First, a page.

Born in Brooklyn, Jack Elliott reinvented himself as a cowboy folksinger in the Woody Guthrie mold (but without Guthrie's particular talent for recasting folk melodies into new compositions), and was adept at catching the nuances of rural American singing styles. He did indeed like to ramble, and he landed in London in 1955 just as the skiffle boom was taking off, signing to Topic Records. The songs on this disc were all recorded for Topic at a session on a yacht at Cowes Harbour on the Isle of Wight in 1957. Some of the tunes were issued on a 10" LP called Jack Takes the Floor and the rest were stowed away in the British Library in London, which was where a Topic staffer discovered them nearly 50 years later. The sequence here is a fairly typical Elliott set of the time, made up of Guthrie tunes (including a fine version of "Tom Joad"), traditional American folk songs ("Streets of Laredo," "Tom Dooley"), and other pieces that fit his style, like his wonderful cover of Libba Cotten's "Freight Train." Things get a little affected when Elliott talks between songs, but when he sings, it all works, and his guitar playing is always simple, appropriate, and top-notch.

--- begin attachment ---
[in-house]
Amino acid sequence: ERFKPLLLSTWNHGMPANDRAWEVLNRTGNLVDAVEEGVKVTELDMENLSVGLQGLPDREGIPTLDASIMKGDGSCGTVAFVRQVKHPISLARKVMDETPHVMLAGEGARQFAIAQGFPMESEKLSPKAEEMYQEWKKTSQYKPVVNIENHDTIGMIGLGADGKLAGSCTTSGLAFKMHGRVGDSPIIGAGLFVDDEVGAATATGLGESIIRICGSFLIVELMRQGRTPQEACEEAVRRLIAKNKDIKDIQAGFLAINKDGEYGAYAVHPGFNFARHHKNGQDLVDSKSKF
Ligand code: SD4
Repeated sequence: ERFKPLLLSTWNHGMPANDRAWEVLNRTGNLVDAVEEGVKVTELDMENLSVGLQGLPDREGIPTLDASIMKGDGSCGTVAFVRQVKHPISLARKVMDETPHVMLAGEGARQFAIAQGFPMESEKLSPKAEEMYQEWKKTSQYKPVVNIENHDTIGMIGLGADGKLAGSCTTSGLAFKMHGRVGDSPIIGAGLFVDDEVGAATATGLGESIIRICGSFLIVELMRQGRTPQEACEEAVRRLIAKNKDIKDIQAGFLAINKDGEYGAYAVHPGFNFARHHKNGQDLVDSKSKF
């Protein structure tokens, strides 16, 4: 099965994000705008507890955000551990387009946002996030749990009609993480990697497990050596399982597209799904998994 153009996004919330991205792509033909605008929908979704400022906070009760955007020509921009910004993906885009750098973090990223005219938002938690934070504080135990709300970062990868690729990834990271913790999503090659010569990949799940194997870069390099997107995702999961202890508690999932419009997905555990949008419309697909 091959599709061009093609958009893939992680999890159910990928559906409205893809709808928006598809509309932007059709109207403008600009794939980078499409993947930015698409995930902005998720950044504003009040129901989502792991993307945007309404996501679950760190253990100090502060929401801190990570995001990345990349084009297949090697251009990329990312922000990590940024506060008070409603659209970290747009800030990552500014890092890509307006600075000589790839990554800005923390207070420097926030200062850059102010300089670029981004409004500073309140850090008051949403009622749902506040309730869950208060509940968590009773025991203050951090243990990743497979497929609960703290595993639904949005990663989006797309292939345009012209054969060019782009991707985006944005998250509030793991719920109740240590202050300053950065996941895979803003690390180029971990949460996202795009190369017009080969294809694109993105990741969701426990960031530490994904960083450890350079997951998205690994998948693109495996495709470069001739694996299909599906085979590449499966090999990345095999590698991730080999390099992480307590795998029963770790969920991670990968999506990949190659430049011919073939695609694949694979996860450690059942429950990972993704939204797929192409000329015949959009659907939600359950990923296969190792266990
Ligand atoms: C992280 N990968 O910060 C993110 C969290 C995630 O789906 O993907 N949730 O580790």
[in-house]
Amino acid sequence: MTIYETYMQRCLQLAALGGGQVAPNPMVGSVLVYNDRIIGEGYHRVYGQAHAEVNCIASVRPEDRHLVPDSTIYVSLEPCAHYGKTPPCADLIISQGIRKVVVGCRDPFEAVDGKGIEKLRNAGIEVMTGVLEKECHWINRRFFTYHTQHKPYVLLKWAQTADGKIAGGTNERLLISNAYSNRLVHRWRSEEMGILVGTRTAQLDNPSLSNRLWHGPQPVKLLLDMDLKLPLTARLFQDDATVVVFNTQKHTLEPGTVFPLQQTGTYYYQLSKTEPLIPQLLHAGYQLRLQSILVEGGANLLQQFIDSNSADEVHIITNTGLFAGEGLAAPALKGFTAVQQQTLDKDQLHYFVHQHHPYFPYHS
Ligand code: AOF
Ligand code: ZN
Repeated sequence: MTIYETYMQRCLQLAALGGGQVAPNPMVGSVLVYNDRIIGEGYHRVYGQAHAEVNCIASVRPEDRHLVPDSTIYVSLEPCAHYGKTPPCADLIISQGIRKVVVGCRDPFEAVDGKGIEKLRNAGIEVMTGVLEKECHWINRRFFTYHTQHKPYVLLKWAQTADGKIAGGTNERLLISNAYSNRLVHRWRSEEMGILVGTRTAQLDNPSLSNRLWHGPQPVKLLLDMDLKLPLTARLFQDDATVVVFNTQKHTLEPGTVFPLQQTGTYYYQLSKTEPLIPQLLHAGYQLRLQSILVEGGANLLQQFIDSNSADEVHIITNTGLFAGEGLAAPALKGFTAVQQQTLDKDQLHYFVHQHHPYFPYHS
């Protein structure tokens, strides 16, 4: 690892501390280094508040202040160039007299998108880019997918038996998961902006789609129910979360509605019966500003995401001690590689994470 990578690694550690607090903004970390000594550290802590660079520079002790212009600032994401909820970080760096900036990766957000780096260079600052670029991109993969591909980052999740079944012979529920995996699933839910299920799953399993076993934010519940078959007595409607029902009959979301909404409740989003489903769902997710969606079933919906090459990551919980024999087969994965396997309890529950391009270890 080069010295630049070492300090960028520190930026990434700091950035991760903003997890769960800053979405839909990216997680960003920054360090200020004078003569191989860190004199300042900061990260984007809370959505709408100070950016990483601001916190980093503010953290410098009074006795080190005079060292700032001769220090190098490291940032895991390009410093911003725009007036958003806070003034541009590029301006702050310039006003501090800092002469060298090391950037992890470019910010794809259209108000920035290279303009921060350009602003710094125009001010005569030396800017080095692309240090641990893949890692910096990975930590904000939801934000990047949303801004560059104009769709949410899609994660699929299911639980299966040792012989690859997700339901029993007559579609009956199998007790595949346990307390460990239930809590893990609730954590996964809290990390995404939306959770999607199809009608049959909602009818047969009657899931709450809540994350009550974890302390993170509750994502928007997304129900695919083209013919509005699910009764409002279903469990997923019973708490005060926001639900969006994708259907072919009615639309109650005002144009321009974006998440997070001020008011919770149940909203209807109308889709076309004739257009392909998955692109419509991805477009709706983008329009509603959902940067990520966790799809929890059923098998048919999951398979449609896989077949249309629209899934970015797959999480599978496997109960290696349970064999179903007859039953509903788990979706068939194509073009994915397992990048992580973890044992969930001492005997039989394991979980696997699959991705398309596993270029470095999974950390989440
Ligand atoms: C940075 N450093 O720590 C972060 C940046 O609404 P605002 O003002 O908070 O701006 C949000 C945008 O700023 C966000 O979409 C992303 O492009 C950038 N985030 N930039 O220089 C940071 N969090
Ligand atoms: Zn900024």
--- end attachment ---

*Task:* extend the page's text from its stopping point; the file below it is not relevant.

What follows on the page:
AllMusic Review by Steve Leggett